Egypt attempted to colonize the region of southern Sudan by establishing the province of Equatoria in the 1870s. Islamic Mahdist revolutionaries overran the region in 1885, but in 1898 a British force was able to overthrow the Mahdist regime. An Anglo-Egyptian Sudan was established the following year with Equatoria being the southernmost of its eight provinces. The isolated region was largely left to itself over the following decades, but Christian missionaries converted much of the population and facilitated the spread of English. When Sudan gained its independence in 1956, it was with the understanding that the southerners would be able to participate fully in the political system. When the Arab Khartoum government reneged on its promises, a mutiny began that led to two prolonged periods of conflict (1955-1972 and 1983-2005) in which perhaps 2.5 million people died - mostly civilians - due to starvation and drought. Ongoing peace talks finally resulted in a Comprehensive Peace Agreement, signed in January 2005. As part of this agreement, the south was granted a six-year period of autonomy to be followed by a referendum on final status. The result of this referendum, held in January 2011, was a vote of 98% in favor of secession.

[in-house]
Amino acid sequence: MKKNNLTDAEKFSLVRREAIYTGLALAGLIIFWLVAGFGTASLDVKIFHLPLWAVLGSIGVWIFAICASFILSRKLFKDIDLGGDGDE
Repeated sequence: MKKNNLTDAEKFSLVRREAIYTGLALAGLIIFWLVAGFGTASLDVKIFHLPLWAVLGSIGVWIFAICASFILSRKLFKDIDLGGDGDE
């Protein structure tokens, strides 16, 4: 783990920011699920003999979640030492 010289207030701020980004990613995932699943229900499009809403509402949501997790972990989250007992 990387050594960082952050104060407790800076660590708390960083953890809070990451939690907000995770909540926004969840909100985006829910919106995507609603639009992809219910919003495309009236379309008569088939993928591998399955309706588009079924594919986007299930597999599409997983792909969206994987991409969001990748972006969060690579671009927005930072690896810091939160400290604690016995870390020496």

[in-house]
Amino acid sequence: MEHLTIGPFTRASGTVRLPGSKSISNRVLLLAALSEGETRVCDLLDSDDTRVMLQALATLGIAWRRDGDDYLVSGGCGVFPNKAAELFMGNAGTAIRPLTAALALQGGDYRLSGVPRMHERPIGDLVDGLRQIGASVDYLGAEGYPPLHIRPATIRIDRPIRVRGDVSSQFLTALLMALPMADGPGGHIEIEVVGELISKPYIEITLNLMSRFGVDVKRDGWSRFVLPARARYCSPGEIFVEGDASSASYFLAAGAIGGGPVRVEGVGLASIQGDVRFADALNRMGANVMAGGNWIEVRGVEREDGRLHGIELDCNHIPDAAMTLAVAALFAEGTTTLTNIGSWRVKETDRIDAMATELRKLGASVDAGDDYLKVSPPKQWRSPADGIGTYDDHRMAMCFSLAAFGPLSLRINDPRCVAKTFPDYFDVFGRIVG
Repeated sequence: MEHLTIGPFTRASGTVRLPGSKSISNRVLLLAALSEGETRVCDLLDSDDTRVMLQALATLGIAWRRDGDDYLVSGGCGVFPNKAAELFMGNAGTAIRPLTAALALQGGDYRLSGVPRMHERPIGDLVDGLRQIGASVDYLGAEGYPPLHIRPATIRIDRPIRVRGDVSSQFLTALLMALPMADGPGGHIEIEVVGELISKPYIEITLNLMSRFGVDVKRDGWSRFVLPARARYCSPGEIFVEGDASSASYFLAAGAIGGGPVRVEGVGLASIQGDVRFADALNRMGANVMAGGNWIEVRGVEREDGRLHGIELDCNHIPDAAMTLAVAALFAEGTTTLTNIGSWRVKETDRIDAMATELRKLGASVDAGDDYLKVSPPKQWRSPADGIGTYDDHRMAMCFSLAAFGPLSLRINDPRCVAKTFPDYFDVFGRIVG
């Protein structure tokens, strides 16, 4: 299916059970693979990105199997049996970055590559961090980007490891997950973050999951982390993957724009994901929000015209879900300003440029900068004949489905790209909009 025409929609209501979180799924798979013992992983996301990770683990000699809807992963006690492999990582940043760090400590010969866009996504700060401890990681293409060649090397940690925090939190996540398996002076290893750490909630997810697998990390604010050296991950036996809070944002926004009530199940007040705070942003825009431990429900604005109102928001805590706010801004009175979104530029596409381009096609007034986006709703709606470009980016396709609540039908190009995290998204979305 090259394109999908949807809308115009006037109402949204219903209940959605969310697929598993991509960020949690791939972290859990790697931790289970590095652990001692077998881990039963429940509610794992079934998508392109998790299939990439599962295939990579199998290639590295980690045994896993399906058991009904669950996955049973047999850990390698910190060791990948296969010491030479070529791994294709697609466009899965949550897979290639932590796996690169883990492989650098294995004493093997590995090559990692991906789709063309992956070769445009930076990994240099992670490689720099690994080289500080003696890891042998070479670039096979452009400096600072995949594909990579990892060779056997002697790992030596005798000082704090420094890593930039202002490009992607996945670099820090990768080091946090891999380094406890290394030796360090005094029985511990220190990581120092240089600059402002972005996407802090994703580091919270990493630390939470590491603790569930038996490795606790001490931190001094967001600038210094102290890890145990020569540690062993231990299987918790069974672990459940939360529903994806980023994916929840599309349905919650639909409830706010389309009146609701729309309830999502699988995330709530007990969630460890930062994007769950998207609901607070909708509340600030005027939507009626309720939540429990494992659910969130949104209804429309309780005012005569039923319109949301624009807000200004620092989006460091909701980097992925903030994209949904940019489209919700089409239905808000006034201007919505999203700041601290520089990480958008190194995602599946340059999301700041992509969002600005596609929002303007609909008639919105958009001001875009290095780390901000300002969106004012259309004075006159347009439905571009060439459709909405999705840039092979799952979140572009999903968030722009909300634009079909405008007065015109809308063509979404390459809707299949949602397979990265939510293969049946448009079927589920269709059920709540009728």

Since independence on 9 July 2011, South Sudan has struggled with good governance and nation building and has attempted to control opposition forces operating in its territory. Economic conditions have deteriorated since January 2012 when the government decided to shut down oil production following bilateral disagreements with Sudan. In December 2013, conflict between government and opposition forces killed tens of thousands and led to a dire humanitarian crisis with millions of South Sudanese displaced and food insecure. The warring parties signed a peace agreement in August 2015 that created a transitional government of national unity in April 2016. However, in July 2016, fighting broke out in Juba between the two principal signatories, plunging the country back into conflict.